13 Plankey, M., Ostrow, D., Stall, R., Cox, C., Li, X., Peck, J., et al. (2007). The relationship between methamphetamine and popper use and risk of HIV seroconversion in the multicenter AIDS cohort study. J Acquir Immune Defic Syndr, 45(1), 85–92.
14 Nguyen, T., Nguyen, H., Le, G., Detels, R. (2008). Prevalence and risk factors associated with HIV infection among men having sex with men in Ho Chi Minh City, Vietnam. AIDS and Behaviour, 12(3), 476–82.
15 Wong, F., He, N., Huang, Z., Young, D., O’Conor, C., Ding, Y., et al. (2010). Migration and illicit drug use among two types of male migrants in Shanghai, China. Journal of Psychoactive Drugs, 42(1), 1–9.
16 Liu, S., Detels, R. (2012). Recreational drug use: an emerging concern among venue-based male sex workers in China. Sexually Transmitted Diseases, 39(4), 251–2.
17 McCarthy, K., Wimonsate, W., Guadamuz, T., Varangrat, A., Thienkrua, W., & Chaikummao, S. (2010). Syndemic analysis of co-occurring psychosocial health conditions and HIV infection in a cohort of men who have sex with men (MSM) in Bangkok, Thailand. In Vienna: International AIDS Conference.
18 Wu, J., Lu, C., Deng, X., Wang, H., Hong, L. A Syndemic of Psychosocial Problems Places the MSM (Men Who Have Sex with Men) Population at Greater Risk of HIV Infection. PloS one. 2012;7(3): e32312.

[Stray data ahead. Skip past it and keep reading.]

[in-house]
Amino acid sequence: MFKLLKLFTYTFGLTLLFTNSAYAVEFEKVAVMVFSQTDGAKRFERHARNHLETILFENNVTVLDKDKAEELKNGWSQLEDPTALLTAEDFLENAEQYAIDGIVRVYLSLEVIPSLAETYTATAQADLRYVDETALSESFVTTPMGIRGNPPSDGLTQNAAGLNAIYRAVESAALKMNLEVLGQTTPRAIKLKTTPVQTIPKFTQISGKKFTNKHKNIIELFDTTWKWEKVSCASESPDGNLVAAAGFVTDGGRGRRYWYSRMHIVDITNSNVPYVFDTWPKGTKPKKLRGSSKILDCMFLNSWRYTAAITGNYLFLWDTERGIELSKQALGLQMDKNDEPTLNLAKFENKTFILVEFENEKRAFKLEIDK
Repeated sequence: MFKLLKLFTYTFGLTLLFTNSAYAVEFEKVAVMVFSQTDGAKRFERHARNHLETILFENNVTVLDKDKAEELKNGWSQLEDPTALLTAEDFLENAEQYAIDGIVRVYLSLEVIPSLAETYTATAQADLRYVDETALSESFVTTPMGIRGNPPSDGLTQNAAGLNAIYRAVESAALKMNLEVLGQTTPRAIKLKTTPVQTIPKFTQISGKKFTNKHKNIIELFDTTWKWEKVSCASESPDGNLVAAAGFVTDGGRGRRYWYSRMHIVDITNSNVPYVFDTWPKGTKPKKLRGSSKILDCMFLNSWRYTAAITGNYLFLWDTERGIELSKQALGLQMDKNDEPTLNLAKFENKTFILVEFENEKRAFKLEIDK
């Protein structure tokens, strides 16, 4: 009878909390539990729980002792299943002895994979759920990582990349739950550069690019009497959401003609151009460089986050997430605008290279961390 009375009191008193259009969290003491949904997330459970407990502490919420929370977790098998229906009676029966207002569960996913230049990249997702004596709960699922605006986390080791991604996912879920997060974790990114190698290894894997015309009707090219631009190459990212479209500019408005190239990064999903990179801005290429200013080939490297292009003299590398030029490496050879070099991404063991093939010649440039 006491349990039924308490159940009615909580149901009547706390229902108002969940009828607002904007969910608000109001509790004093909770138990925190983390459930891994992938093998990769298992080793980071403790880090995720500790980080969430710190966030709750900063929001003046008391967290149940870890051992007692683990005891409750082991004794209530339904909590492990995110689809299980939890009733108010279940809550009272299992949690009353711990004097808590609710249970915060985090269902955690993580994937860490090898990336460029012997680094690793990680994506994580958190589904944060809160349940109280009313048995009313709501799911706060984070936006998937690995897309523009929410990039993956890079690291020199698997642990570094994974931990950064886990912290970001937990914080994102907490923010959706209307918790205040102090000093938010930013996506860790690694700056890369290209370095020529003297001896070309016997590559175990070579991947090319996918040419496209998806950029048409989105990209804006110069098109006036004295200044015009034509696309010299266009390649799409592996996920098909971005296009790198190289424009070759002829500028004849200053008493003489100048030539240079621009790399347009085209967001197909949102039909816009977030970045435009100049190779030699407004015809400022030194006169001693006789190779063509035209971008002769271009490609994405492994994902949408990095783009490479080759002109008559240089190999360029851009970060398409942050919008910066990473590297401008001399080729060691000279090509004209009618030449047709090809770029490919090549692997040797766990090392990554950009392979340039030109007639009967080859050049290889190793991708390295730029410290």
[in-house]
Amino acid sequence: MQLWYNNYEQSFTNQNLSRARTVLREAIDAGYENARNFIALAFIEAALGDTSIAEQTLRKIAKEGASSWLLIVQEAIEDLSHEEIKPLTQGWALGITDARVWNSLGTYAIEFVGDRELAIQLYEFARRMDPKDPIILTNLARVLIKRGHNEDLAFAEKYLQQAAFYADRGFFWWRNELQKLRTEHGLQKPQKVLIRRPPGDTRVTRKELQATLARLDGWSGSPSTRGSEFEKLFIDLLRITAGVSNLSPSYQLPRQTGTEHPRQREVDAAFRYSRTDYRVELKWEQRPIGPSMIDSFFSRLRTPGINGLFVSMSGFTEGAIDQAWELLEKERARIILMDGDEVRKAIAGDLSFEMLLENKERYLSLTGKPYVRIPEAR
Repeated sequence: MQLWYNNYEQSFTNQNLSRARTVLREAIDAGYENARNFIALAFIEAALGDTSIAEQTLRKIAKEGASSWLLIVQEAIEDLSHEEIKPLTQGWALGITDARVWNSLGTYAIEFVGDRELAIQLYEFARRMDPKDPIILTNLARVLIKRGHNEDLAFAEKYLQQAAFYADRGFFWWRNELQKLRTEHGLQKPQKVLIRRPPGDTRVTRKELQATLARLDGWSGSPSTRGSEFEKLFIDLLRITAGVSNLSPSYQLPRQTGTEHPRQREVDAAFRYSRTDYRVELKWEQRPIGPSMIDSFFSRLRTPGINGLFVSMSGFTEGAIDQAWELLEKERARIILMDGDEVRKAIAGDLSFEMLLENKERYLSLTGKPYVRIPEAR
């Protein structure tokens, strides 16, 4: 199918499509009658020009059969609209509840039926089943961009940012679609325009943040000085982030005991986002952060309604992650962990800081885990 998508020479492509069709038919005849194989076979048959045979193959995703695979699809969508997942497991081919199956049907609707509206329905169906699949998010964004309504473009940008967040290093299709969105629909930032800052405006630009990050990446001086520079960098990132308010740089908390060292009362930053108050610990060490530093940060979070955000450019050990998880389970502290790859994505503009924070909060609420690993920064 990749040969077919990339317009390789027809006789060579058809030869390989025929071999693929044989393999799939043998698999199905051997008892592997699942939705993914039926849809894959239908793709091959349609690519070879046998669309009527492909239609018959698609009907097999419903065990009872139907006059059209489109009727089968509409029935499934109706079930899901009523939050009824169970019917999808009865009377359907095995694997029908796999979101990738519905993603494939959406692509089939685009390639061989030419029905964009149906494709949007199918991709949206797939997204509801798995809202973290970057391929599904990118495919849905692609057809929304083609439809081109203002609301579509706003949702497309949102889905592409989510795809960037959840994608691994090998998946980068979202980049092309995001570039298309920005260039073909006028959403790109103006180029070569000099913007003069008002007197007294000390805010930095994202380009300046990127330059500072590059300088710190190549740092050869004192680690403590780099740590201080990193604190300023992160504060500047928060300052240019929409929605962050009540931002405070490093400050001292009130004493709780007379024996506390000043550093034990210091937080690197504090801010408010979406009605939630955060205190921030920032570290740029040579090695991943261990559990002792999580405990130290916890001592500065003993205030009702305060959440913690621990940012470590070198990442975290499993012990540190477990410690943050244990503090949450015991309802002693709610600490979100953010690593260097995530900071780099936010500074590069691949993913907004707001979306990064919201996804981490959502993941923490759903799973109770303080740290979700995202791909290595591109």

19 van Griensven, F., Varangrat, A., Wimonsate, W., Tanpradech, S., Kladsawad, K., Chemnasiri, T., et al. (2010). Trends in HIV prevalence, estimated HIV incidence, and risk behavior among men who have sex with men in Bangkok, Thailand, 2003–2007. J Acquir Immune Defic Syndr, 53(2), 234–9.
20 Baral, S., Poteat, T., Stromdahl, S., Wirtz, A., Guadamuz, T., Beyrer, C. (2013). Worldwide burden of HIV in transgender women: a systematic review and meta-analysis. The Lancet Infectious Diseases, 13(3), 214–22.
21 Jenkins, R. (2012). Recruiting substance-using men who have sex with men into HIV prevention research: current status and failure. AIDS Behav, 16, 1411–9.
Sin How Lim is a Post Doctorate Associate, Centre of Excellence for Research in AIDS (CERiA), University of Malaya, Faculty of Medicine, Kuala Lumpur, Malaysia